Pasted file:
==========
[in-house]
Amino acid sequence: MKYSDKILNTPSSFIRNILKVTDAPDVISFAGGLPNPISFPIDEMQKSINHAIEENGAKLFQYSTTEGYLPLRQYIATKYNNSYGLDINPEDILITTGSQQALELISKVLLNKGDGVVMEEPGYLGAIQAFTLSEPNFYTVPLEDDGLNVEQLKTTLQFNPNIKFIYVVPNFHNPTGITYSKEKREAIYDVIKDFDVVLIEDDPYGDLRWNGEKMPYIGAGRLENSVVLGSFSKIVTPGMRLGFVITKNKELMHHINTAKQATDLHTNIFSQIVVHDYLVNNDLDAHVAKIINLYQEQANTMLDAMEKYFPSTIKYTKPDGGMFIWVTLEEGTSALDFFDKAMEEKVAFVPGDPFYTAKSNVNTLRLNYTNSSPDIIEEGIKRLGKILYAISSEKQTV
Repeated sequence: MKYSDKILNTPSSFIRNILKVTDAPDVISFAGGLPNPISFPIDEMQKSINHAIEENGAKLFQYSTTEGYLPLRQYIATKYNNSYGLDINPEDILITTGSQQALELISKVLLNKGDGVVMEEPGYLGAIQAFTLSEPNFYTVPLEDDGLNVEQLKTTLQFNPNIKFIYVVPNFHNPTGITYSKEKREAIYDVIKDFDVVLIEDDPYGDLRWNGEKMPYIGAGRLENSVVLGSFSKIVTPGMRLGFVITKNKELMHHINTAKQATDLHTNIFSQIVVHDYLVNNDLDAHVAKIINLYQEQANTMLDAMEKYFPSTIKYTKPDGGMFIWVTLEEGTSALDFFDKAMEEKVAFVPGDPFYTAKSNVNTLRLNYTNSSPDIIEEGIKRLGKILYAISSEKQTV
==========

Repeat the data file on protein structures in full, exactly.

[in-house]
Amino acid sequence: MKYSDKILNTPSSFIRNILKVTDAPDVISFAGGLPNPISFPIDEMQKSINHAIEENGAKLFQYSTTEGYLPLRQYIATKYNNSYGLDINPEDILITTGSQQALELISKVLLNKGDGVVMEEPGYLGAIQAFTLSEPNFYTVPLEDDGLNVEQLKTTLQFNPNIKFIYVVPNFHNPTGITYSKEKREAIYDVIKDFDVVLIEDDPYGDLRWNGEKMPYIGAGRLENSVVLGSFSKIVTPGMRLGFVITKNKELMHHINTAKQATDLHTNIFSQIVVHDYLVNNDLDAHVAKIINLYQEQANTMLDAMEKYFPSTIKYTKPDGGMFIWVTLEEGTSALDFFDKAMEEKVAFVPGDPFYTAKSNVNTLRLNYTNSSPDIIEEGIKRLGKILYAISSEKQTV
Repeated sequence: MKYSDKILNTPSSFIRNILKVTDAPDVISFAGGLPNPISFPIDEMQKSINHAIEENGAKLFQYSTTEGYLPLRQYIATKYNNSYGLDINPEDILITTGSQQALELISKVLLNKGDGVVMEEPGYLGAIQAFTLSEPNFYTVPLEDDGLNVEQLKTTLQFNPNIKFIYVVPNFHNPTGITYSKEKREAIYDVIKDFDVVLIEDDPYGDLRWNGEKMPYIGAGRLENSVVLGSFSKIVTPGMRLGFVITKNKELMHHINTAKQATDLHTNIFSQIVVHDYLVNNDLDAHVAKIINLYQEQANTMLDAMEKYFPSTIKYTKPDGGMFIWVTLEEGTSALDFFDKAMEEKVAFVPGDPFYTAKSNVNTLRLNYTNSSPDIIEEGIKRLGKILYAISSEKQTV